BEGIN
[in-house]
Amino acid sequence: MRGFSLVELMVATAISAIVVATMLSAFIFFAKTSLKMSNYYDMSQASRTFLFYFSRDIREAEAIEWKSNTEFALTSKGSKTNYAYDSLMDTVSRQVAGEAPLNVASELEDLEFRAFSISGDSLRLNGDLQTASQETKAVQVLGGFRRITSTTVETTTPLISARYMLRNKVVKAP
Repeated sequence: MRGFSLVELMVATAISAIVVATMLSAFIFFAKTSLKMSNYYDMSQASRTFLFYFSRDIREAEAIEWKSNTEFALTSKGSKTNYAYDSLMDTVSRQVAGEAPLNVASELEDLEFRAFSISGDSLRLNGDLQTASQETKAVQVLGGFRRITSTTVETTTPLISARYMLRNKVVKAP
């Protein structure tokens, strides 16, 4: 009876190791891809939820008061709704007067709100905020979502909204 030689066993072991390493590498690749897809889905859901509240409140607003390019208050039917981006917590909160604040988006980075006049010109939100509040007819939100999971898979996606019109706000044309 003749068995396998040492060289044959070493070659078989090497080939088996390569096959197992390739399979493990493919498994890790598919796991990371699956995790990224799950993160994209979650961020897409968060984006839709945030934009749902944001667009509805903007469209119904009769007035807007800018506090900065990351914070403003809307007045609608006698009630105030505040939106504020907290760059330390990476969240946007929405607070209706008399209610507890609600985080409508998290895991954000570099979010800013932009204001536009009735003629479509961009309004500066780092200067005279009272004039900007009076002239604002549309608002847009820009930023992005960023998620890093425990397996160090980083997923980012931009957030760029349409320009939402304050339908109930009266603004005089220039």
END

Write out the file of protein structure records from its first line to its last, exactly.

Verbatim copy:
[in-house]
Amino acid sequence: MRGFSLVELMVATAISAIVVATMLSAFIFFAKTSLKMSNYYDMSQASRTFLFYFSRDIREAEAIEWKSNTEFALTSKGSKTNYAYDSLMDTVSRQVAGEAPLNVASELEDLEFRAFSISGDSLRLNGDLQTASQETKAVQVLGGFRRITSTTVETTTPLISARYMLRNKVVKAP
Repeated sequence: MRGFSLVELMVATAISAIVVATMLSAFIFFAKTSLKMSNYYDMSQASRTFLFYFSRDIREAEAIEWKSNTEFALTSKGSKTNYAYDSLMDTVSRQVAGEAPLNVASELEDLEFRAFSISGDSLRLNGDLQTASQETKAVQVLGGFRRITSTTVETTTPLISARYMLRNKVVKAP
């Protein structure tokens, strides 16, 4: 009876190791891809939820008061709704007067709100905020979502909204 030689066993072991390493590498690749897809889905859901509240409140607003390019208050039917981006917590909160604040988006980075006049010109939100509040007819939100999971898979996606019109706000044309 003749068995396998040492060289044959070493070659078989090497080939088996390569096959197992390739399979493990493919498994890790598919796991990371699956995790990224799950993160994209979650961020897409968060984006839709945030934009749902944001667009509805903007469209119904009769007035807007800018506090900065990351914070403003809307007045609608006698009630105030505040939106504020907290760059330390990476969240946007929405607070209706008399209610507890609600985080409508998290895991954000570099979010800013932009204001536009009735003629479509961009309004500066780092200067005279009272004039900007009076002239604002549309608002847009820009930023992005960023998620890093425990397996160090980083997923980012931009957030760029349409320009939402304050339908109930009266603004005089220039």